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Swami Vivekananda says this,

Suppose there is a wave in the ocean. The wave is distinct from the ocean only in its form and name, and this form and this name cannot have any separate existence from the wave; they exist only with wave. The wave may subside but the same amount of water remains, even if the name and form that were on the wave vanish for ever. So this Maya is what makes the difference between me and you , between all animals and man, between gods and men.

Here he compares, like many Advaitins have compared, that Brahman is like ocean and the name and form universe are all like waves, and these waves are Maya.

But here is the problem, how can there be anything like waves in Brahman? Waves can only be there in a medium where disturbance can be set by changing a part of it. But as Brahman is changeless and is partless, there cannot be waves.

There can be multiple waves only if there is three dimensional space. Is Ocean a singular entity? Ocean is three dimensional and is with parts, it can have waves in one part while the oher part remains calm. This is not true for Brahman.

How does Advaitins exaplin multiple names and forms in a single Brahman? As Brahman is dimensionless, if there is a wave, then the whole Brhaman will have wave. Moreover any disturbance is not possible in changeless Brahman.


P.S: I myself am an Advaiti, I have asked this question to many people, and they just hand wave the question saying it is all Maya. This answer explains nothing, it seems like a escaping answer, which can be given to any question. So don't just say it is maya. Explain how there are apparent changes and multiple forms in a single Brahman. The Name and Forms which are different from each other is Maya, but not the Ocean itself. Ocean itself is not illusion, it is real. But the Ocean can be changed and is with space dimension which is not true for Brahman.

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This is a good question.

The first problem with the Advaita interpretation is that Advaita Brahman is not an ocean since it is not an object. There is no second entity. So who is seeing the Advaita Brahman as an ocean?

Manu said, ‘Brahma is not an object of touch, or of hearing, or of taste, or of sight, or of smell, or of any deductive inference from the Known. Only the Understanding (when withdrawn from everything else) can attain to it. All objects that the mind apprehends through the senses are capable of being withdrawn into the mind; the mind can be withdrawn into the understanding; the Understanding can be withdrawn into the soul, and the Soul into the Supreme.’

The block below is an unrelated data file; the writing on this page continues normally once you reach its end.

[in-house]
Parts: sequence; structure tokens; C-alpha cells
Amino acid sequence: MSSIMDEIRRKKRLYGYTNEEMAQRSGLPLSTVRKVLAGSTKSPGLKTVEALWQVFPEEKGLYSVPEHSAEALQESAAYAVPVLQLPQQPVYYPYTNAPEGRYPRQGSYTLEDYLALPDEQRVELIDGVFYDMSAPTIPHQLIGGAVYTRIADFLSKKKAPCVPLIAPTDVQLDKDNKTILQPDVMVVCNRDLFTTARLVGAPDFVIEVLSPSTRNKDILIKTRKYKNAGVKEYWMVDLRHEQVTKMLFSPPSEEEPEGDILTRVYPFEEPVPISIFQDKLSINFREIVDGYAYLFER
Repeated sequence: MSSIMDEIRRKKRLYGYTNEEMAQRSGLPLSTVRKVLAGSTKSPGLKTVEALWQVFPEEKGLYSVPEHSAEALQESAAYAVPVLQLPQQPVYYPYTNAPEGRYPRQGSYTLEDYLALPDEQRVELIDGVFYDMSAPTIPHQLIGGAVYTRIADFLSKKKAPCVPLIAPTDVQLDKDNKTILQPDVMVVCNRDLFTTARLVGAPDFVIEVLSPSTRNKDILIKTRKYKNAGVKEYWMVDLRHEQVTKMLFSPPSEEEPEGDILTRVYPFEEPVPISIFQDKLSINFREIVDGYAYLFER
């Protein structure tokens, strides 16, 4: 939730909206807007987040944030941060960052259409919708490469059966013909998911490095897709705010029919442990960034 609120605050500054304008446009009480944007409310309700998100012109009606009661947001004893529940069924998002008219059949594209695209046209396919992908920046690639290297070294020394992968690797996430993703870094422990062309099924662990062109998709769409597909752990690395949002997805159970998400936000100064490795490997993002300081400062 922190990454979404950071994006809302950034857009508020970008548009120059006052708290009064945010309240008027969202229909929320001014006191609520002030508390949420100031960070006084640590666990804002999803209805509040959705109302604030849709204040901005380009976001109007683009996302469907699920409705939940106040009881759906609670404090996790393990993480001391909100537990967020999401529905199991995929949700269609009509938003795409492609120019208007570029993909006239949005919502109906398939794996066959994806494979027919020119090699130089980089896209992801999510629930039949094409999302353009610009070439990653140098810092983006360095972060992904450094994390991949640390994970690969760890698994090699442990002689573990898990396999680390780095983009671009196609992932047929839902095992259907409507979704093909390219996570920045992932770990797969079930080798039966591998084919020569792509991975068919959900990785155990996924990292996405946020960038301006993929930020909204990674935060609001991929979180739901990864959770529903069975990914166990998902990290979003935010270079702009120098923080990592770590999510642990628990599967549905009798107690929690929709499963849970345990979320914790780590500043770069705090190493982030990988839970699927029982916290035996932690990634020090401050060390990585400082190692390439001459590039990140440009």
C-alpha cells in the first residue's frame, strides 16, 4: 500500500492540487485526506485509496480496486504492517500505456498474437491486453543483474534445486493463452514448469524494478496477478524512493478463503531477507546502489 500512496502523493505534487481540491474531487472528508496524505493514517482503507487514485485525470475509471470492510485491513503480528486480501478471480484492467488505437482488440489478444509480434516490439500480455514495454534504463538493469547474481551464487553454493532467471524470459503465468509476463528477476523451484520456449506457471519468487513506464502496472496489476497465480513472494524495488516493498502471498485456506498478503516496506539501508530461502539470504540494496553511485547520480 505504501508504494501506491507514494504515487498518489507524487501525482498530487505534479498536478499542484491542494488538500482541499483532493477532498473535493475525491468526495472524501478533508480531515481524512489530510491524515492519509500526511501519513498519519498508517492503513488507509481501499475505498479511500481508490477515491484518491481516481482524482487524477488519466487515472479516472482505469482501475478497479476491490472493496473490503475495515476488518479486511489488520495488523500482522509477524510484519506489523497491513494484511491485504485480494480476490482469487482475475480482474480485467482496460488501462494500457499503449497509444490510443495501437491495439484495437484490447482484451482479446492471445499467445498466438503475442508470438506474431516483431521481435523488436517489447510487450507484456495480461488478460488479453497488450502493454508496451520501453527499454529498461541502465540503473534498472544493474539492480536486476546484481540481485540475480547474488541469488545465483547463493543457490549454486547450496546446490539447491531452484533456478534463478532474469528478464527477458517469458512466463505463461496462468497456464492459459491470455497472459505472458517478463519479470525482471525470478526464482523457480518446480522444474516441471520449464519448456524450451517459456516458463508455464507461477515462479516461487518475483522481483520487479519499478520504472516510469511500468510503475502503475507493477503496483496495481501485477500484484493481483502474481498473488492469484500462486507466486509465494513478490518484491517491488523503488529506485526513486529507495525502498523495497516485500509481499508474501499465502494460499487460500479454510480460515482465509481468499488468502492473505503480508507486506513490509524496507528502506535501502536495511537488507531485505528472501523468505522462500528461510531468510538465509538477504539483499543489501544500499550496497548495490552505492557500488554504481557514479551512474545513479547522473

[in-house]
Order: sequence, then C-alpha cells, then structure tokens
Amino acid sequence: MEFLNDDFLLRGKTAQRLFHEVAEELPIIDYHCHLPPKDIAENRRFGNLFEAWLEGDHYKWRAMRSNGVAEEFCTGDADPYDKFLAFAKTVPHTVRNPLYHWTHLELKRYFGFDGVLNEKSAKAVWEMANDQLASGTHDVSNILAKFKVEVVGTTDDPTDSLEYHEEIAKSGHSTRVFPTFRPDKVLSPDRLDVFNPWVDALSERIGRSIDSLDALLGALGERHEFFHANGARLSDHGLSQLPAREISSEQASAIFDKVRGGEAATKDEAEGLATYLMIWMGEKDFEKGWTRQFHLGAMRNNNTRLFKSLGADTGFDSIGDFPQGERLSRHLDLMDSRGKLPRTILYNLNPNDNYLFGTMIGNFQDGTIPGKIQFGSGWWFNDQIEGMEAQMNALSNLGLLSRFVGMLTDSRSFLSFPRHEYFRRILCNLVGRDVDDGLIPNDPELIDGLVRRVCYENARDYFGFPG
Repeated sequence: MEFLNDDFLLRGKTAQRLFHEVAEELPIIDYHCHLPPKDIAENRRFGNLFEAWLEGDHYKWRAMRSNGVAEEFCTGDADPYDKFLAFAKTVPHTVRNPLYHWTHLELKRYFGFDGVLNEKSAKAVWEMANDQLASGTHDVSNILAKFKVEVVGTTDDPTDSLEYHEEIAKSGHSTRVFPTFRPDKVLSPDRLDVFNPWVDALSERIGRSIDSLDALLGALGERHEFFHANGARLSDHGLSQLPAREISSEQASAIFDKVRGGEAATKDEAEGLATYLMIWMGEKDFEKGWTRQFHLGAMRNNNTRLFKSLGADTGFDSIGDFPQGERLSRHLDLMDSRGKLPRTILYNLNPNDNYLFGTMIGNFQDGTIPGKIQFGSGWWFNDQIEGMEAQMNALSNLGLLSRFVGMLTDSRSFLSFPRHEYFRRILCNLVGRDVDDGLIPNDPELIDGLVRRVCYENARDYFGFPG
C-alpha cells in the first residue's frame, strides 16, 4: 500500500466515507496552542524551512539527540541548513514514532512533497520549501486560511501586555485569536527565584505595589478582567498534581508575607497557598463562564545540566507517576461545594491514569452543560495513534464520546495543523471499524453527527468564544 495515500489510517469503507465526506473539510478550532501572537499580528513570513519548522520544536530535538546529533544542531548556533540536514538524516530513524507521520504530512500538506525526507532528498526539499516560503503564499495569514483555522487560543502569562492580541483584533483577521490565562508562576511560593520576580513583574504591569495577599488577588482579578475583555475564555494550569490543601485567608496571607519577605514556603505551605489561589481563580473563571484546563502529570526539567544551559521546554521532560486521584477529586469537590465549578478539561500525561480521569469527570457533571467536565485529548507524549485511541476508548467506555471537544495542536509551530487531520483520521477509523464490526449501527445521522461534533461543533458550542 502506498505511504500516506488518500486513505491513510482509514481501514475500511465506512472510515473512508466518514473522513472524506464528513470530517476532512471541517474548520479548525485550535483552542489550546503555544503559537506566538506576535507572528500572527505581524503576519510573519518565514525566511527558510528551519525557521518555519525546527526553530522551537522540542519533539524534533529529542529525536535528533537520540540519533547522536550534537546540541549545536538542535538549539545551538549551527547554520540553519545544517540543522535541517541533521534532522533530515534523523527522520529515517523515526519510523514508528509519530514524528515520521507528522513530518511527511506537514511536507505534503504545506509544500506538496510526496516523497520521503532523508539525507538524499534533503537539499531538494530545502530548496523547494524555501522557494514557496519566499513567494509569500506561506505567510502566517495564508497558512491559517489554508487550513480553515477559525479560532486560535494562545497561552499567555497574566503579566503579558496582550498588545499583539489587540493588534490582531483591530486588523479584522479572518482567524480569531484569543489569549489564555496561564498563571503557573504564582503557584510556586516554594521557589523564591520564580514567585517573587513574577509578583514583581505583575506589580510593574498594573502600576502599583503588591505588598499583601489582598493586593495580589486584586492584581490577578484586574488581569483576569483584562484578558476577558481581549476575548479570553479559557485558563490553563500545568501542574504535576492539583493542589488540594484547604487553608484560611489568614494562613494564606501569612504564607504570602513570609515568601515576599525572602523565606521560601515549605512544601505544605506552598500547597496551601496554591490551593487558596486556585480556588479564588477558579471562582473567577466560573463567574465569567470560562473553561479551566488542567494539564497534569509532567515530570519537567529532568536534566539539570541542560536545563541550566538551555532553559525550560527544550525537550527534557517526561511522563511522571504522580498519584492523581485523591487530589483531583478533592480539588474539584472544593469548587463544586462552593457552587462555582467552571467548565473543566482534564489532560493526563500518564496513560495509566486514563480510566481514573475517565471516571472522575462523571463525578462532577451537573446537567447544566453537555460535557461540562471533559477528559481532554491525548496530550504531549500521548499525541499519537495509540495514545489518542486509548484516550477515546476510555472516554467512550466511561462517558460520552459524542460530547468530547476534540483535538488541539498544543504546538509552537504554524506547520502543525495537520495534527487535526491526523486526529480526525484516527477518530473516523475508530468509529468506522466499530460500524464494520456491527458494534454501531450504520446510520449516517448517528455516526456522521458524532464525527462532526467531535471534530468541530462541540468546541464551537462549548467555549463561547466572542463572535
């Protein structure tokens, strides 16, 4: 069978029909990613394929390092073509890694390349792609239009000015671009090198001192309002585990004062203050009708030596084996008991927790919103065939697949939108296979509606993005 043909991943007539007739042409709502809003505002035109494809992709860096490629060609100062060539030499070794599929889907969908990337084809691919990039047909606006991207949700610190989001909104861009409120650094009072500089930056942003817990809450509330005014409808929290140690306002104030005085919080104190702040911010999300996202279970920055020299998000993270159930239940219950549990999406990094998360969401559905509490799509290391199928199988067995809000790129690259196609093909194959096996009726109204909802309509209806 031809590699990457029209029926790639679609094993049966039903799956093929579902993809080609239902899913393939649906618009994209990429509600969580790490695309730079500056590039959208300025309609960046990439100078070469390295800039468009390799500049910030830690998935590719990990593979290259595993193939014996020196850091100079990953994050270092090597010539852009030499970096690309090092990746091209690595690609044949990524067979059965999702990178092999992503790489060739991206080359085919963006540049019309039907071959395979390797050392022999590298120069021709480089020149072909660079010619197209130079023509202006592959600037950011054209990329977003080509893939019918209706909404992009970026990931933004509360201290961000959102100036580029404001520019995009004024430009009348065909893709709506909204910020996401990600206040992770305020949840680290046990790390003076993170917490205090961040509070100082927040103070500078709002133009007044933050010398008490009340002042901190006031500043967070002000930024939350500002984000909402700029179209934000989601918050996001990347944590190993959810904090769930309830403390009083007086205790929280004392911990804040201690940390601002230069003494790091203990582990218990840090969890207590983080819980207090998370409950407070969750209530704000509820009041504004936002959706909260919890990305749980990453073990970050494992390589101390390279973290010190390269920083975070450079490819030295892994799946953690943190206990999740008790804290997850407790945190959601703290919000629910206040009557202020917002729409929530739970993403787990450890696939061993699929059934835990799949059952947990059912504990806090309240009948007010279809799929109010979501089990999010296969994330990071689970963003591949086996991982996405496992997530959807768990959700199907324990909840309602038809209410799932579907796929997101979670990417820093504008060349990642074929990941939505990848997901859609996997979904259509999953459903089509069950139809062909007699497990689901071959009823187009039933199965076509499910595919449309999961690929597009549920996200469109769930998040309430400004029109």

Mahabharata, Santi Parva, Section CCIV

The second problem is that Maya is inexplicable and unknowable in the Advaita scheme and can't be compared to a wave.

From the point of view of Advaita Vedanta, maya and avidya are the same. Just as avidya or ignorance has the powers, as it were, to hide Brahman and project something else, such as the world, on it, so also maya, as it were, can cover up Brahman and project the world onto it. Maya cannot really cover the Reality that is Brahman. A patch of cloud can never cover the sun. It only covers the eyes of those who are looking at the sun. In the same way maya covers our knowing ability and thus obstructs our knowledge of Brahman. In any act of knowing, the ‘knower’ and the object known’ have to be separate from each other. They cannot be the same. In order for us to know maya, it has to be separate from us. Individuals like us are the products of maya and we are all posited within the domain of maya. Maya and we individuals are not separate from each other, just as chocolate and a bear-shaped chocolate candy are not different from each other. As we are identical with maya, we cannot know maya. For this reason, maya is not only unknowable; it is inexplicable as well (anirvachaniya).

Journey from Many to One essentials of Advaita Vedanta by Swami Bhaskarananda

The illustration of the ocean with its waves is really a Kashmiri Saivism interpretation and not in accord with Advaita Vedanta.